Dulac, La. - With a shower of champagne, it became official.
The Bubba Dove flood control structure is complete.
"This is the single most significant infrastructure investment since I've been in Terrebonne since 1981," says Parish President Michel Claudet. "This will guarantee, we believe, the sustainability, the long-term survivability of Terrebonne Parish."
The Bubba Dove sits in the Houma Navigation Canal, a vital passageway to the Gulf of Mexico.
But that open passage allowed Gulf water to push up at a rapid rate during storms.
"Take Ike, the USGS reported in Dulac, Louisiana 364,000 gallons per second traveling up the navigation canal and traveling up the navigational canal into the inter costal which is towards Houma," says State Representative Gordy Dove of Houma.
"And remember, Ike was 100 miles away from us."
So Dove worked with levee, parish and state officials to get the floodgate built.
Then his son died in a car crash in March of 2009.
"Little did we know that when you named it the Bubba Dove barge, there wasn't anybody gonna stop this thing from being built," says Tony Alford of the Terrebonne Levee and Conservation District. "Because Gordy was at every meeting, he was calling me every morning, he was wanting to know who was trying to stop it and why, when and where and so I think that's a big reason we got this thing built as soon as we did."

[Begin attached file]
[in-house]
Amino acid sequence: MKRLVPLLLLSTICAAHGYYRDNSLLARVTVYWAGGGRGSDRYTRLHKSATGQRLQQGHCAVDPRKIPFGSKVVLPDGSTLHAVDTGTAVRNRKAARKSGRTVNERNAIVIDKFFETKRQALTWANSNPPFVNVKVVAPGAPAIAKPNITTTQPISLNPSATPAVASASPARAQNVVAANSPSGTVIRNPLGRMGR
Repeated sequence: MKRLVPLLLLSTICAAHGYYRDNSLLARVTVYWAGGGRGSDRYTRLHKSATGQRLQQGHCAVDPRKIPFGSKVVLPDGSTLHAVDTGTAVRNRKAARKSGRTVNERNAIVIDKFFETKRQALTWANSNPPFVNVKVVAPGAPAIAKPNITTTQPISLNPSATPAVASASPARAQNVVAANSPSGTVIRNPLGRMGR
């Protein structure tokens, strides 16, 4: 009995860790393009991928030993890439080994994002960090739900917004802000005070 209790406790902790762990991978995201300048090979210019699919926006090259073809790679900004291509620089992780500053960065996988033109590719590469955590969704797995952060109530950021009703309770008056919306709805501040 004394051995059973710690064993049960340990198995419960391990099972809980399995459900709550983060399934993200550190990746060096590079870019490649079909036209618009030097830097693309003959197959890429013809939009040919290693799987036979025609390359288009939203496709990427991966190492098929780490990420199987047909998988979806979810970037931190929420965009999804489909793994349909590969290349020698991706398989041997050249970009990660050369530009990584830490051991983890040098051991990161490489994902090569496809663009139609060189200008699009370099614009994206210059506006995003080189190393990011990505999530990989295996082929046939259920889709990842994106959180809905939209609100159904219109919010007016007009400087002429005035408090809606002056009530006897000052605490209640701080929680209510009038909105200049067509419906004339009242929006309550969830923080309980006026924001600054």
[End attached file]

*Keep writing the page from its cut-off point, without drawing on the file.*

The floodgate is just the beginning. Crews are right now building levees on both sides of it to better protect the communities of Dulac and Dularge.
All of the work is being funded without federal help.
Terrebonne voters twice approved a sales tax that generates money for storm protection.
"By four or five years from now, I predict we will have a half a billion dollars of flood protection in this parish with all state and local funds," says Reggie Dupre of the Terrebonne Levee and Conservation District.
The biggest project serves as a giant tribute to this community and a beloved son.
"My whole life was turned over," says Dove. "To have this barge named after him was just an honor to keep his name going on."